payment and gratuity guideance

a word on paying for tattoos

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Collecting tattoos is a rather expensive hobby.  A good investment, to be certain, considering tattoos are the only thing you can buy that you will use all day, every day, for the remainder of your life.  If you are thinking of getting tattooed, it is wise to focus on what tattoo you would like, and don’t worry about the tattoo cost.  You only have one opportunity to make the commitment to each area of your skin, so don’t make sacrifices to a lifelong commitment due to being short on cash.  If you cannot afford the tattoo you truly want, try saving your money until you can afford it.  Some clients who have difficulty saving their money find it helpful to bring in a little money when they can and sort of “lay-away” their tattoos.  Another option, is to get your tattoo completed in stages, so that you do not have to pay the entire cost all at once.  Many people take out a credit card solely for their tattoo, so that they can charge regular sessions and pay for the tattoo when it suits them, which is always an option, but one I would strongly caution anyone against unless you are very responsible with your finances.

Regardless of your method of financing your tattoos, when it comes time to pay, there are only two accepted forms of payment.

CASH

or by credit card.

no checks…  ever…  period.

By the “piece” or by the hour?  Be certain how your tattooer charges, and what your tattooer charges.  Some tattooers charge a flat rate for the tattoo or “by the piece”, while other artists charge an hourly rate.  While to some, a flat rate may seem preferable, my experience has shown otherwise.  If a tattooer has to offer a customer a flat rate price for a job, they are essentially doing figures in their head in an attempt to guess how long the tattoo will take them to apply, multiply that by the hourly rate they would like to get, and offering you that number.  The result is a number which is almost always inflated, to insure against the work taking longer than expected.  When paying by the “piece” for tattoos, someone ALWAYS gets shafted, either the artist, or the collector.  Play it safe and work with a tattooer who charges by the hour if you want a fair price.  HOWEVER, when a tattooer charges hourly, they need to be respectful of YOUR time as well.  If your tattooer is charging hourly rates, they need to be WORKING for the hours billed.  Due to the physical strain on the tattooers body, it is reasonable to take breaks, roughly once per hour to stretch, use the restroom, etc.  Otherwise your artist needs to be WORKING.  A tattooer charging by the hour who takes phone calls, very long smoke breaks, lunches, and seems overall to be wasting a lot of time and not getting much done, is milking the hourly rate to get as much money from you as they can.  Conversely, if you’re dealing with a tattooer who for any reason cannot help but take a lot of breaks and isn’t efficient with their time, it would make more sense to be charged a flat rate.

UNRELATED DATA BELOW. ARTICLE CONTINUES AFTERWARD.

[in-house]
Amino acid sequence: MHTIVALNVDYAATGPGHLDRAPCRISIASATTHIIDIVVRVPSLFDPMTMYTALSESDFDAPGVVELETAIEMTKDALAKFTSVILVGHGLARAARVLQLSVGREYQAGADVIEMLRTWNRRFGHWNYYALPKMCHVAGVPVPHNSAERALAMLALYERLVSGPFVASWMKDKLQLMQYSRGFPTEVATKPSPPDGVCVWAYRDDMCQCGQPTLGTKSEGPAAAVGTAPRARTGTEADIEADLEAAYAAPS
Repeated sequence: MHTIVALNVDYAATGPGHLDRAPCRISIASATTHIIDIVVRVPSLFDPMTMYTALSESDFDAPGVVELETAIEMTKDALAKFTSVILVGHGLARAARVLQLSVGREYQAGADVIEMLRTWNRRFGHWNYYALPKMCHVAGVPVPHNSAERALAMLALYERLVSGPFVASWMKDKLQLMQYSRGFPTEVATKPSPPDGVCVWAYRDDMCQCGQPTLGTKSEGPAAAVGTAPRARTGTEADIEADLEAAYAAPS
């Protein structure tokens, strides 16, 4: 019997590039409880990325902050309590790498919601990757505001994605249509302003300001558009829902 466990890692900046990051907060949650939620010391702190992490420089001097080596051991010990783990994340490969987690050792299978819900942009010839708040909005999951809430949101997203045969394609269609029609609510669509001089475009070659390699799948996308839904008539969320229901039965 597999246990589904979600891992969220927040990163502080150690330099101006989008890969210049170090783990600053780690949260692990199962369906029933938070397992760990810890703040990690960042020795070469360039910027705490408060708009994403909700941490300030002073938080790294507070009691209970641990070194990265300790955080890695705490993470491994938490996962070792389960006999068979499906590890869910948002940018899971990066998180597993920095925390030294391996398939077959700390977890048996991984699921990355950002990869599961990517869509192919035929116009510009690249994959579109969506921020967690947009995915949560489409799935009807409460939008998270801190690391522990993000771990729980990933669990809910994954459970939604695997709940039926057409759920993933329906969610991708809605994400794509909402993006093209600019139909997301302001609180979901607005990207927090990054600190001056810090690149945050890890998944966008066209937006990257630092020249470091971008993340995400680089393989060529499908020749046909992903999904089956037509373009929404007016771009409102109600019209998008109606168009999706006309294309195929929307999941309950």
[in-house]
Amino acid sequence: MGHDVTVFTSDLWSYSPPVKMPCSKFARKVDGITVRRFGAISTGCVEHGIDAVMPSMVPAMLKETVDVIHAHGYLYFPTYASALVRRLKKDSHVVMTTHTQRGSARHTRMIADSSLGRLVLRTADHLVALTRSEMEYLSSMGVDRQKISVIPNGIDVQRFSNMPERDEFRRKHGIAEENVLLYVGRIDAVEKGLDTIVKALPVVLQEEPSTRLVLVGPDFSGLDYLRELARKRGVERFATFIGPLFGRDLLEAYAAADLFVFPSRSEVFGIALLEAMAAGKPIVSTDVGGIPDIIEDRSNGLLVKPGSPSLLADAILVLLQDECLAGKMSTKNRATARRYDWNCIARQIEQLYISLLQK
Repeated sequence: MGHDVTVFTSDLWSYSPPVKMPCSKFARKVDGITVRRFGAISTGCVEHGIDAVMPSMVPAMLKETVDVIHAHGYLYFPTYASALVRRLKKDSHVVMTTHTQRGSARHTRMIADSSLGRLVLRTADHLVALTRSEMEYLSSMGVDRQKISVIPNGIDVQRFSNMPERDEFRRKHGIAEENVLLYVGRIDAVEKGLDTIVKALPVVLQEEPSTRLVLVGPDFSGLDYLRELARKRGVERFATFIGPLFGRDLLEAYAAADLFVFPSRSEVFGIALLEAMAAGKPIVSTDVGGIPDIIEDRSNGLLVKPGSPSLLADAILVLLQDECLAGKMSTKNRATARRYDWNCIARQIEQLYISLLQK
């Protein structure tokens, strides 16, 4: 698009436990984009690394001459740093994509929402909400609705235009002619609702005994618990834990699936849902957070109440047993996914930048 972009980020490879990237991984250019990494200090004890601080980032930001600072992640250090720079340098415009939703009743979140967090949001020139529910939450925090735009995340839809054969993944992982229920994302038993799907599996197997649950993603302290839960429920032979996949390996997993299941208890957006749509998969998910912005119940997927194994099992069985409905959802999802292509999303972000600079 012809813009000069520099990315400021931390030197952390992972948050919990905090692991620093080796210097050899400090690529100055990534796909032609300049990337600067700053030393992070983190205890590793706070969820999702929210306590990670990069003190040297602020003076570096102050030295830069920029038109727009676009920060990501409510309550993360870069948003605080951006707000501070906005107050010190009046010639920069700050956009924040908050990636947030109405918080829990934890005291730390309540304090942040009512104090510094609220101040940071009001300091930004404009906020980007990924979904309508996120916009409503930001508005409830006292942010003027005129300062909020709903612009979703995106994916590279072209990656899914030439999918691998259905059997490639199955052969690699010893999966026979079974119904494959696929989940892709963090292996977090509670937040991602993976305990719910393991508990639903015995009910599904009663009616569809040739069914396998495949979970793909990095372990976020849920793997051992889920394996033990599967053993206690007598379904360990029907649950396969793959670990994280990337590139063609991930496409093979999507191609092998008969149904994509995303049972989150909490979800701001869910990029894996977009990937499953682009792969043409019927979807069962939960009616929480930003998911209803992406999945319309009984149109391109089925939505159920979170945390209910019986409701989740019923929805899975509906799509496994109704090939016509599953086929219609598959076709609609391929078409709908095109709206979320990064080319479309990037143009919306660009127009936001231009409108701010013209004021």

Normally, in respectable tattoo shops, payment is due when services are rendered.  This means you pay when the session is finished, not before it has begun.  Large tattoos are paid for session by session, so you only pay for the work that was performed that day. (any shop that demands payment before the tattoo is done is probably accustomed to working with a shady clientele who are often trying to run out without paying.  This may mean that you are in a shady tattoo shop.  If you are shady yourself, or are okay with getting tattooed in a shady shop, stay put and carry on.  If you don’t want to be tattooed in a shady shop, you might want to leave at this point).